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Sending my regrets to William and Kate
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First, let me start off by saying that there is no chance that I will ever wake up at the crack of dawn to watch Prince William and Kate Middleton’s wedding next April.

That’s the first thing that popped into my mind as I watched the YouTube video of their formal engagement announcement/interview on my computer several weeks ago.

As I understand it, that was the case 30 years ago, when some 750 million people worldwide tuned in to watch the wedding between Lady Diana Spencer, her 25-foot-long wedding dress train, and Prince Charles.

But in today’s 24-hour news cycle, I can tell you that I’ve already learned much more than I ever cared to know about Kate, William and their impending wedding of the century.

Theirs is the typical story of young couples nowadays -- they met in college, dated, graduated, started making steps towards their careers (well, at least he did anyway) and then finally made the decision to get married.

Sounds normal enough, right?

Apparently not.

Because in recent years, Kate has earned the catty tabloid name of “Waity Katie,” no doubt in reference to her eight-year courtship with the future king of England.


I’ve always been taught that making the decision to marry your mate is a very serious commitment, one that certainly cannot be determined by the length of time that you have spent dating one another.

I know couples who have gotten married after dating for only two years, and couples who have gotten married after dating off and on for as many as 20 years.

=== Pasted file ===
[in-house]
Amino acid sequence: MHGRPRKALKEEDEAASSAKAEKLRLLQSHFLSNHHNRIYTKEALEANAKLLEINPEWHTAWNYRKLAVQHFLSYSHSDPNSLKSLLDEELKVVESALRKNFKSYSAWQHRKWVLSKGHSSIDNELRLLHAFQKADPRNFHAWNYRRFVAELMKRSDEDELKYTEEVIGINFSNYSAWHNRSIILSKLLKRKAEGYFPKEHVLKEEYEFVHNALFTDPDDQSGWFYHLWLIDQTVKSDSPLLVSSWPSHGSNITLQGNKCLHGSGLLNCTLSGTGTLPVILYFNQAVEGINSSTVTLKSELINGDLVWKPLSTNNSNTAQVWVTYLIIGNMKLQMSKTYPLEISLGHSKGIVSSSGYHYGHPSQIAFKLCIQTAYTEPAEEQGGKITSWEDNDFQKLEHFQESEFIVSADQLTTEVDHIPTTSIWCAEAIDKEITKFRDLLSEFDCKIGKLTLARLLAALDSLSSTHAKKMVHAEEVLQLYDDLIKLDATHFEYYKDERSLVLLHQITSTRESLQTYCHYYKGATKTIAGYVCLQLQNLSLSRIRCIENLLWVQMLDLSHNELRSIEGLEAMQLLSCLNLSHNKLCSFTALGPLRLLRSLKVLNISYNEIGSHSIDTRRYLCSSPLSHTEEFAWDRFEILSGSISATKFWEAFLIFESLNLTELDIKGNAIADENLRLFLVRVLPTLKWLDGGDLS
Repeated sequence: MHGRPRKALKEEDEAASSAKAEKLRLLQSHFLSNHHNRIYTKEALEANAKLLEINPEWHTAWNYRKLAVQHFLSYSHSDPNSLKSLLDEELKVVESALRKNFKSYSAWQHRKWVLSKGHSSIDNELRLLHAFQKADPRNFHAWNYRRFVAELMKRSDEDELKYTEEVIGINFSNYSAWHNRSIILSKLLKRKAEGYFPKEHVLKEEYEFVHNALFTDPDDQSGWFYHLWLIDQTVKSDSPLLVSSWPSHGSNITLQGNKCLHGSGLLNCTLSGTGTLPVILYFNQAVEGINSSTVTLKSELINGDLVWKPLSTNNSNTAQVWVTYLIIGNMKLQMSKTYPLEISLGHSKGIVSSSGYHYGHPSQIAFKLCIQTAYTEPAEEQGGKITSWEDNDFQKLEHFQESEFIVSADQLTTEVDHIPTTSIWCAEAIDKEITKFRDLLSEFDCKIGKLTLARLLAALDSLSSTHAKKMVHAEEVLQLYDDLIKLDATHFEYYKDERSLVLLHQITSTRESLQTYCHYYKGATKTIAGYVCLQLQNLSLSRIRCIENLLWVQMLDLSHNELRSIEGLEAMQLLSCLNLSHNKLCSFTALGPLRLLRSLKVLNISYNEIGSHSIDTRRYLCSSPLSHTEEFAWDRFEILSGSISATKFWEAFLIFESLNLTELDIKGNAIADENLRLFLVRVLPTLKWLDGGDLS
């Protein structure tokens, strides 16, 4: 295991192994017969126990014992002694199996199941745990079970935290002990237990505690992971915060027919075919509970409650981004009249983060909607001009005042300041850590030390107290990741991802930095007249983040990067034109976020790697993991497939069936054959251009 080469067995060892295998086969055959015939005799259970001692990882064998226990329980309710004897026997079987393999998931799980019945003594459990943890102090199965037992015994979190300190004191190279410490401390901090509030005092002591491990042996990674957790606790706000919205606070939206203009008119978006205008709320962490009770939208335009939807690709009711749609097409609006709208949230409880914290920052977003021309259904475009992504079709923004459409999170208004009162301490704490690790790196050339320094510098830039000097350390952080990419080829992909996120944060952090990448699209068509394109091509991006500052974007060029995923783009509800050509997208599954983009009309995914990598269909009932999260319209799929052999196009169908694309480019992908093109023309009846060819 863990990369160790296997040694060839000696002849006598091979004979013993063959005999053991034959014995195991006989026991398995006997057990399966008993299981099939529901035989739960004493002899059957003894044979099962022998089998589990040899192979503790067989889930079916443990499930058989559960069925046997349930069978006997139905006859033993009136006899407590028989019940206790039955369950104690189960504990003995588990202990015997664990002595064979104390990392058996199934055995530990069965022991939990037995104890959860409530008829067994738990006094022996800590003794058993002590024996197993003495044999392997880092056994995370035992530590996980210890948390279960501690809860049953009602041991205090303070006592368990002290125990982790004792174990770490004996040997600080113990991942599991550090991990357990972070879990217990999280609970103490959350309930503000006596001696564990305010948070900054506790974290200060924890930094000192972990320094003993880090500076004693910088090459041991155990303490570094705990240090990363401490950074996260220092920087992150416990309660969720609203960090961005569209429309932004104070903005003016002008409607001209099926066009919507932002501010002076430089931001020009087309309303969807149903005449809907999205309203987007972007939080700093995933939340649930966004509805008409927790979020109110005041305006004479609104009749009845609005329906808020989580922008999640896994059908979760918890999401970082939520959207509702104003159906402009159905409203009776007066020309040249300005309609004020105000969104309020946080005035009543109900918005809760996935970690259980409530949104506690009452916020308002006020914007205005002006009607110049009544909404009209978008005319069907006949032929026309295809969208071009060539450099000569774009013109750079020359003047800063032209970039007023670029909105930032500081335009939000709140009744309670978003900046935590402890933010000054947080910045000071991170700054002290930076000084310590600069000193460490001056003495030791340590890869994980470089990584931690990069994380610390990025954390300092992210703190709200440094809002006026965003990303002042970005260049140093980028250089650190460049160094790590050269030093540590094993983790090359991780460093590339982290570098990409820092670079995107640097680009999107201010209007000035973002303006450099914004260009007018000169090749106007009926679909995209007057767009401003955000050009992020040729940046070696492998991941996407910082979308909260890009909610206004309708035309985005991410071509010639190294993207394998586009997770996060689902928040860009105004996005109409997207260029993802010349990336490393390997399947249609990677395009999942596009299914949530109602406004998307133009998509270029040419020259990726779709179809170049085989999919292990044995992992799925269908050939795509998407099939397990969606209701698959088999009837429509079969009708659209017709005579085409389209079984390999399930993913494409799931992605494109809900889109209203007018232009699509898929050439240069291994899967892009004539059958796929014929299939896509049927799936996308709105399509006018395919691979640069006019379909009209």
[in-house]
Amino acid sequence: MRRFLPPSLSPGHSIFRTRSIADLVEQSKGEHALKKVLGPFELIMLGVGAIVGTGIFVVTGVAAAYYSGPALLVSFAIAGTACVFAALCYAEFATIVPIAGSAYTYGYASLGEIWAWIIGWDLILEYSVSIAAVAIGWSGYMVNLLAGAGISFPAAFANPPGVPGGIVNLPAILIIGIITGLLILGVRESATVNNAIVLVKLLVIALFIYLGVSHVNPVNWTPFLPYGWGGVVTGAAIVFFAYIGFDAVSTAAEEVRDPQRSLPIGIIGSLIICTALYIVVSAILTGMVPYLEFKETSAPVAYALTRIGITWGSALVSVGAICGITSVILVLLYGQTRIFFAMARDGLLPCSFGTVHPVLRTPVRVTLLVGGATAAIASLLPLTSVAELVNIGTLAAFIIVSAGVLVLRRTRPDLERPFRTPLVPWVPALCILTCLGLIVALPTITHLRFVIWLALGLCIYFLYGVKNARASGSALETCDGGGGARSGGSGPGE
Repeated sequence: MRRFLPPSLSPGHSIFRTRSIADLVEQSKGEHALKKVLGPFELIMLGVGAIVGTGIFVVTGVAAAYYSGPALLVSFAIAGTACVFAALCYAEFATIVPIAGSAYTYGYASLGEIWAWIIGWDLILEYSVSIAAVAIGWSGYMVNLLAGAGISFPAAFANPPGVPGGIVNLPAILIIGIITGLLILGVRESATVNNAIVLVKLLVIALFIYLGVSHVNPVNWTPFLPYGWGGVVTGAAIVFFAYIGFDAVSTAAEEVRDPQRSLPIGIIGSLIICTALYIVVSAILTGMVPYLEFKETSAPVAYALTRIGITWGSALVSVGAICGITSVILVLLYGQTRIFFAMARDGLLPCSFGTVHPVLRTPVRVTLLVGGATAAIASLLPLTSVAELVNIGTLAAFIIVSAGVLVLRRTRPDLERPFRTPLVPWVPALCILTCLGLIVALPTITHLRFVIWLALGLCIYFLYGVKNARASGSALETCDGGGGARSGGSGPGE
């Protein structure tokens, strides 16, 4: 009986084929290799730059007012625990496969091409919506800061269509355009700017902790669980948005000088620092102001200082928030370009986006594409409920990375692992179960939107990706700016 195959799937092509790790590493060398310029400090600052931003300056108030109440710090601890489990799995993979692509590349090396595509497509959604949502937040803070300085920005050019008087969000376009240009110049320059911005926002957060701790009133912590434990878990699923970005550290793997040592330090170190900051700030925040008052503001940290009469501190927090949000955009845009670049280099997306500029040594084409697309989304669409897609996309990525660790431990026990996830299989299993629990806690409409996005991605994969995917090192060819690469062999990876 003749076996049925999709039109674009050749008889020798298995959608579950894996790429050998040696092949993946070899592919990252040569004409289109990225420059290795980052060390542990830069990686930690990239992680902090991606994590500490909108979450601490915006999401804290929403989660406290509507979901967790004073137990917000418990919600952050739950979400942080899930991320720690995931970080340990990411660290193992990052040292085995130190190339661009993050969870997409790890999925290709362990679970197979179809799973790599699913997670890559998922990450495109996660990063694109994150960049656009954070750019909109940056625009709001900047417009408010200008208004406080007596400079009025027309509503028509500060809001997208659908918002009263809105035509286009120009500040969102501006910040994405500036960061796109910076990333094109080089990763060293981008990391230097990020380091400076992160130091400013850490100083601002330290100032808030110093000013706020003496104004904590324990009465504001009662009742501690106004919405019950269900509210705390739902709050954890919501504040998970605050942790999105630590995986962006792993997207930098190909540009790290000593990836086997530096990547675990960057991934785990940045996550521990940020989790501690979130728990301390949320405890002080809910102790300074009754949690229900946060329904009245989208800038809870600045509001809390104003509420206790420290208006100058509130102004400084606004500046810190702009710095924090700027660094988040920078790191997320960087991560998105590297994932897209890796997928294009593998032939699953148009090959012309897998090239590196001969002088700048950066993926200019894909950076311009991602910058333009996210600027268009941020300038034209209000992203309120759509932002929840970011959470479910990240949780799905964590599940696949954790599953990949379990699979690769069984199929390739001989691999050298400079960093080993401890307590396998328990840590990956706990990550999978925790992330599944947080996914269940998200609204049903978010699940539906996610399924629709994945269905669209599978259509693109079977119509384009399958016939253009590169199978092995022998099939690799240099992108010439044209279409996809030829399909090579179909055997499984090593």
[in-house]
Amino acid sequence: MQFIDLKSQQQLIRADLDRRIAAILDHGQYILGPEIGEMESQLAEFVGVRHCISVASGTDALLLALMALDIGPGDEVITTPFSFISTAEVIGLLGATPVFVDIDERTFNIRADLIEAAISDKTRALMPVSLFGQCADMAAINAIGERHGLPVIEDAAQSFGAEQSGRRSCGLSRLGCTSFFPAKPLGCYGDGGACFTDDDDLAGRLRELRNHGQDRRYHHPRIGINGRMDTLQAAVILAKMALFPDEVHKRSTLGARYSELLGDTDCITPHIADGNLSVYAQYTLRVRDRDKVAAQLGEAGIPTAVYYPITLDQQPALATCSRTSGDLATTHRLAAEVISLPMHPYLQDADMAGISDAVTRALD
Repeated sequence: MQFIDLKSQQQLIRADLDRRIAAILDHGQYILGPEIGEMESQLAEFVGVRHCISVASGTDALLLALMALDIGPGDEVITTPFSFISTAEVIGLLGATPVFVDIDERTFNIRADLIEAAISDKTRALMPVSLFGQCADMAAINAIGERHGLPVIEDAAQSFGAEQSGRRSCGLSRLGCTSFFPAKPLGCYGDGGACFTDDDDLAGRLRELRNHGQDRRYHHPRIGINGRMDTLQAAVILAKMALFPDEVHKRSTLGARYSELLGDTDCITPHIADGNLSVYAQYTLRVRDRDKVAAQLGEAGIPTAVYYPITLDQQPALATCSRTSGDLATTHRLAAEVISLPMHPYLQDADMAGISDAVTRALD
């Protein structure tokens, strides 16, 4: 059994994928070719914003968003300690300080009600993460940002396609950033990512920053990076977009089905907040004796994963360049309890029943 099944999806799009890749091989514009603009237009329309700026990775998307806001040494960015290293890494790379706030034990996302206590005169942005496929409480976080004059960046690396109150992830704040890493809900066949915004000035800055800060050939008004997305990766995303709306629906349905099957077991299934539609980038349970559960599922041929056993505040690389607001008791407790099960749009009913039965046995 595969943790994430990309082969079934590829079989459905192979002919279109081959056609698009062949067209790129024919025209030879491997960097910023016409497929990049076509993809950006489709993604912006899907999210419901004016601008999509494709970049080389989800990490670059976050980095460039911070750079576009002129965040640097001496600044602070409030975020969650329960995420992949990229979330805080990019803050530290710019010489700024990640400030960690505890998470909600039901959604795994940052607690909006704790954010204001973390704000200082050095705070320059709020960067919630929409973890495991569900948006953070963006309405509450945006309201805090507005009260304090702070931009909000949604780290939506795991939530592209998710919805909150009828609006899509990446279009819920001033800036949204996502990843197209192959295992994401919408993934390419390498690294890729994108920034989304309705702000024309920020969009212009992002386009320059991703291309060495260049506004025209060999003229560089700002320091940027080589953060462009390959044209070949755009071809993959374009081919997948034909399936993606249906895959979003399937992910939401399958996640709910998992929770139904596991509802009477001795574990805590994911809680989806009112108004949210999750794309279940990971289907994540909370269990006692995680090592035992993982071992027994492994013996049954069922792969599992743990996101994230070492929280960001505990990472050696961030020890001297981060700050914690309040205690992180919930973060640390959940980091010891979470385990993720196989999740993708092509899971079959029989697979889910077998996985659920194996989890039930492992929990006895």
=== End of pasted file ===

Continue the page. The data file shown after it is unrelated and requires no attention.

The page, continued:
You make the decision to get married when the time is right for both you and your significant other.

Besides, I can’t think of one thing that is more frightening than forcing your mate into marriage simply because you’ve been dating for two or three years.

Granted, I’m sure that some people may feel that I married my husband, just a month shy of my 25th birthday, at a very young age.

And then there were many more people who felt that waiting to get married after four years of dating was simply too long.

Either way, years ago we made the decision to marry when we felt the time was right. And for us, we knew that would be after we both received our college degrees.

Perhaps William and Kate wanted to wait to marry until they reached a particular milestone in their lives. If so, that is completely fine.

Sure, they may not have run to the altar as quickly as the public would have liked, and nowhere nearly as fast as 19-year-old Diana and 31-year-old Prince Charles.

But it’s time we realized that we’ve come a long way from the days when women were considered to be damaged goods if they aren’t married to someone in their early 20’s.

Making the decision to get married is one that should be agreed upon by both significant others.

So congrats, Prince William and Kate. I wish the two of you many years of wedded bliss.

But there’s no chance that I’ll wake up at 4 a.m. to watch your wedding.